Response: -From Kevin S. Corbett, Executive Director: NJ TRANSIT safety sensitive personnel are subject to periodic physical examinations. For example, although not legally required to do so, NJ TRANSIT has screened for obstructive sleep apnea (OSA) for well over a decade - since 2005. When American Passenger Transportation Association's (APTA) Commuter Rail Safety Management Program performed an audit in 2012, they commended NJ TRANSIT for its continuing efforts to improve system safety and specifically praised NJ TRANSIT for using the "Epworth Sleepiness Scale" to assist with screening for OSA during each safety-sensitive employee's annual physical exam. The form records weight, height, body mass index, and neck circumference, and poses a number of questions to gauge how likely the employee is to doze off or fall asleep during the day. APTA recognized that NJ TRANSIT had expanded its OSA program to include partnerships with certified sleep centers as a means to expedite the OSA assessment and corrective action process for employees. They described NJ TRANSIT's program as an "Industry Leading Effective Practice." Since 2014, if a safety-sensitive rail employee is diagnosed with OSA, NJ TRANSIT has removed the employee from service. The employee is not cleared to return to service until the employee provides documentation verifying that the sleep disorder has been treated. If an employee is diagnosed with OSA, NJ TRANSIT monitors treatment compliance on an annual basis. Subsequent to the Hoboken accident, NJ TRANSIT implemented a new Rail OSA procedure to further ensure OSA screening forms are completed, centrally reviewed, and safety sensitive employees meeting referral criteria are removed from service until appropriately tested and, if testing identifies OSA, successfully treated. This new Rail OSA procedure - including temporary removal from service - was implemented on October 1, 2016. NJ TRANSIT later adopted a new corporate-wide policy (CWP 3.34 Obstructive Sleep Apnea Policy-Rail Operations). As of September 30, 2017, all active locomotive engineers had been screened for OSA. In response to NTSB recommendation No. R-18-004, NJ TRANSIT reviewed the hazard management portion of its SSPP (Section 3), as well as the accident investigation and analysis portion (Section 4). More specifically, NJ TRANSIT reviewed the processes and mechanisms necessary for the inception and conclusion of an investigation, relying on technical data and analysis obtained by our professional engineers and other relevant staff. Such processes and mechanisms do not include an investigation into operator impairment due to medical conditions. As we understand the recommendation, we are asked to introduce an investigation for operator impairment due to medical conditions into those processes and mechanisms. Based on our understanding of federal law, such as the Americans with Disabilities Act (ADA) and the Health Insurance Portability and Accountability Act (HIPAA) Privacy Rule, medical records are confidential and access and disclosure is limited. The release of medical information is strictly proscribed. NJ TRANSIT is interested in cooperating with the NTSB and in adopting safety conscious measures. Given the privacy ramifications of this second new recommendation, we will cooperate to the extent that the law allows. Safety is our top priority at NJ TRANSIT and we appreciate your input on steps we can take to improve.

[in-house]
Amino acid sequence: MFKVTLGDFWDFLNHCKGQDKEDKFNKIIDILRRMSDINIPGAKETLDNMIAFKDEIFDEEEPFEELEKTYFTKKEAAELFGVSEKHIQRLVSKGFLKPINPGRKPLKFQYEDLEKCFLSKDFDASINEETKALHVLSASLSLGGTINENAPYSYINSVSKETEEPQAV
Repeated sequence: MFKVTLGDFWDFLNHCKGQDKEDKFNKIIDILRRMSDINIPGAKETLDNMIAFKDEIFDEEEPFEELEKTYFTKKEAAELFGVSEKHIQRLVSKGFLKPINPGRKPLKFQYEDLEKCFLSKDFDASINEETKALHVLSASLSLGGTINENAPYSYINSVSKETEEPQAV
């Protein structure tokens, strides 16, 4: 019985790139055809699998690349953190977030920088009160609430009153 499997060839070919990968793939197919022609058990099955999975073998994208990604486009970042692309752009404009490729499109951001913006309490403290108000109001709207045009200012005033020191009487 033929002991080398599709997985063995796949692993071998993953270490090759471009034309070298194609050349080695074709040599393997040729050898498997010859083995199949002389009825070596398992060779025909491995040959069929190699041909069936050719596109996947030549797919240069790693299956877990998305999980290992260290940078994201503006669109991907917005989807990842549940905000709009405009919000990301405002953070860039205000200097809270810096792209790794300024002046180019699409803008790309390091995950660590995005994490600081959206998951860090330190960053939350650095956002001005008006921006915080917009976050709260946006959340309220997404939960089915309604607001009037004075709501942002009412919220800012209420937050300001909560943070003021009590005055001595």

From: NTSB